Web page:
I chose, for the Morch tonearm on a Bauer DPS, the blue armtube. This is the heaviest among all those produced by J.J. Morch. A tonearm around 20 gr seems to be the most apt: with my tonearm whose mass is 20gr the resonance frequency is close to 11Hz lateral and 9 Hz vertical. Adding a 3 gr plate, the lateral resonance frequency went down to 10 Hz while the vertical remained the same. The declared compliance value seems to be real. I used a Lehmann Black Cube phono preamplifier that is also MM and gave me the opportunity to use the Ikeda with a Ortofon T20 step-up, that fits the internal impedance of Ikeda. I used also the American Hybrid Technology pre that is made for cartridges with a mobile coil and has the great advantage of having a very high signal to noise (90 dB) ratio. In this way the feeble signal coming from the cartridge has no problems with the noise. The signal is not so feeble after all, in fact the 0,16 mV declared are very prudential. I heard no differences with the Transfiguration Aria that has an output of 0,3 mV, that is to say the double. Step-up or active phono preamplifier? If it is quiet I have no doubt and I prefer the active preamplifier. Some like the step-up but I think that it lacks of those details that are present and clear with the active pre. I have read that the transformer is better because with the phono pre the MC cartridges play too sharp: I don't think this is true. I believe that we have to trust the imperfect human ear and we don't have to try loads that are excessive. The sound might seem sharp but in this case it's a mistake of the user and not of the system. I think that adding cables on cables is not so useful and may disturb the final result.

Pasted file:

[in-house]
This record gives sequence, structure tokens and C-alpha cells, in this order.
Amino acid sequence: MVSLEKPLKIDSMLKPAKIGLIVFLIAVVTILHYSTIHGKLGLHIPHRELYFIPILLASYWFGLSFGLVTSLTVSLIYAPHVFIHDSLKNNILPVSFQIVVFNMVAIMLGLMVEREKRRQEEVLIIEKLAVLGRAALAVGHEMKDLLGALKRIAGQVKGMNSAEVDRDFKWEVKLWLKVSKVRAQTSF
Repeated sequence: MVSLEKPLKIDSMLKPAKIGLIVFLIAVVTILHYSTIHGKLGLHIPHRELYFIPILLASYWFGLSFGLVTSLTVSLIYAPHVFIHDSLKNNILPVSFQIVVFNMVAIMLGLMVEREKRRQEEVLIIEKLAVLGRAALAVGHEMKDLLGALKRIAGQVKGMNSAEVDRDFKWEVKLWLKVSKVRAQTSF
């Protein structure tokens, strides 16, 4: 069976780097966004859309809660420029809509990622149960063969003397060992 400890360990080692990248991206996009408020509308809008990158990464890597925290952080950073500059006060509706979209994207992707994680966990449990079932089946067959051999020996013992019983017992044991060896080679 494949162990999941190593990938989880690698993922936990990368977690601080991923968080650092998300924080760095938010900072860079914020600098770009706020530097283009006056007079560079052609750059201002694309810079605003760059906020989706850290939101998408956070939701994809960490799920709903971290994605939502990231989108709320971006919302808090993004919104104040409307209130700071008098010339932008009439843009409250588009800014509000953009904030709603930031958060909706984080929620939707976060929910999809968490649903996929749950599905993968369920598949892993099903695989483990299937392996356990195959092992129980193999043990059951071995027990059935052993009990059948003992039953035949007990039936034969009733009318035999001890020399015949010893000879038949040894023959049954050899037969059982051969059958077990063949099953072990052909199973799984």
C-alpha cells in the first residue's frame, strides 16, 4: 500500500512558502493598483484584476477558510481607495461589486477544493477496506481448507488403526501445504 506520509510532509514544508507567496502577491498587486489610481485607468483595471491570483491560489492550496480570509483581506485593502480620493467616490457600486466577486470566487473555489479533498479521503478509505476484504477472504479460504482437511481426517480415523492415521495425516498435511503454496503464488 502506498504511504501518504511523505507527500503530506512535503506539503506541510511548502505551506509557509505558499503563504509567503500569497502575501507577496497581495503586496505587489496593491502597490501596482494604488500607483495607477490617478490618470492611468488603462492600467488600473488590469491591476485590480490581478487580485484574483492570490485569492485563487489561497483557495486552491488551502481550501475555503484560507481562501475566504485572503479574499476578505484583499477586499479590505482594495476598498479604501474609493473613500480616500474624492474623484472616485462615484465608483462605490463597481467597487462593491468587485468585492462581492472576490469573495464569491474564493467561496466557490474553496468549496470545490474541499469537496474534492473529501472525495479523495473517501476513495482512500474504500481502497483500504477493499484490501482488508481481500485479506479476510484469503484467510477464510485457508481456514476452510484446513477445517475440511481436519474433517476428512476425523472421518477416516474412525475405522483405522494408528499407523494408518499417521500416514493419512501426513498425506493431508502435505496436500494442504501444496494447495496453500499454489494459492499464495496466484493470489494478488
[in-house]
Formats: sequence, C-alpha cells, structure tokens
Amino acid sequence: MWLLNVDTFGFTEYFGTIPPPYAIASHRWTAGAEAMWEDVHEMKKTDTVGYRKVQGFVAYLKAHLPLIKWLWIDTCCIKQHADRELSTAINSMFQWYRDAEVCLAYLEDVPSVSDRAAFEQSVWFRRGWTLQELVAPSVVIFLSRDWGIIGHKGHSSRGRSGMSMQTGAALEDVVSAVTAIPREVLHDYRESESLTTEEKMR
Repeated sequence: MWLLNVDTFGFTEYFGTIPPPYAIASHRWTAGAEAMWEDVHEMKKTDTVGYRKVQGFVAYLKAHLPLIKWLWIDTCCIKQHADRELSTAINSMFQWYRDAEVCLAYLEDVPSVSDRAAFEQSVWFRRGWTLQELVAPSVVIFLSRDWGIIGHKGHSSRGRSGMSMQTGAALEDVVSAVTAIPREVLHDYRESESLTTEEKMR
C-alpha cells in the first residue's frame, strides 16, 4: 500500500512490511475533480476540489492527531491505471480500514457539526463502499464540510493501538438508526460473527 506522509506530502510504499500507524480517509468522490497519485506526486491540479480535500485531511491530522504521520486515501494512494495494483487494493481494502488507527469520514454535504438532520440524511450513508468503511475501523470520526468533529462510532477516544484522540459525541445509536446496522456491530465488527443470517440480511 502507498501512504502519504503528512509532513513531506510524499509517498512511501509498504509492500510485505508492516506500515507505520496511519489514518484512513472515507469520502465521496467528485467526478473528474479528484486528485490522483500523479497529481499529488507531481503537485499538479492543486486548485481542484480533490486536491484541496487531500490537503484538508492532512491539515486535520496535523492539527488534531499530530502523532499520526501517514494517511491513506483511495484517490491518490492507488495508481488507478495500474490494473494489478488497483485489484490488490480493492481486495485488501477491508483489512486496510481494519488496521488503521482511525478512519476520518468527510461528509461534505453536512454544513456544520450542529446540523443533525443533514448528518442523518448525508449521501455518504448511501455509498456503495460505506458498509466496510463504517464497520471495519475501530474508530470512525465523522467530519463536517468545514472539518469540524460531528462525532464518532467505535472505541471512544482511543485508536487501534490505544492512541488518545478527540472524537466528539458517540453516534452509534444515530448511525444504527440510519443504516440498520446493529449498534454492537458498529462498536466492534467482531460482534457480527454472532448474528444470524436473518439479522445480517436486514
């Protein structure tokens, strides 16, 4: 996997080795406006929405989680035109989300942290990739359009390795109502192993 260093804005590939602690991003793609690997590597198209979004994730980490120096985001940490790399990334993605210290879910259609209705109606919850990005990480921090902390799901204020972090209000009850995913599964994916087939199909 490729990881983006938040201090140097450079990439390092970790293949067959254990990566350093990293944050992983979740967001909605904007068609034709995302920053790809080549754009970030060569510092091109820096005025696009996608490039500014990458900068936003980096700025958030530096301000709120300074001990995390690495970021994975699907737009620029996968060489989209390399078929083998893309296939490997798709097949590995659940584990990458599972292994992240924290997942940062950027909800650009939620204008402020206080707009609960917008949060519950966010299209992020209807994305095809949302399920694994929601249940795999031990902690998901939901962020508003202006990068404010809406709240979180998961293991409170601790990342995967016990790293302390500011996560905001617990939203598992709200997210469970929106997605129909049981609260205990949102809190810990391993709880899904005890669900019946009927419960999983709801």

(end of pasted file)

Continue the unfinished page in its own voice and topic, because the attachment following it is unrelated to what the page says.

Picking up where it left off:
There are situations though when it is necessary to use a transformer for reasons linked to the cartridge chosen or in vintage systems that have valve pre amplifiers that are not as silent as the modern ones. In my specific case, may be because I could adjust the gain of the pre amp with my two Burmester phono stage, I had no problems with Audio Tekné and also with the Denon DL S1. The latter when preamplified with its own transformer does not convince me while I find it more free with the America Hybrid Technology. It is true that modern active phono stages are very silent, or at least those that I have recently tested like Whest Audio, Tom Evans, Boulder or Burmester are really quiet.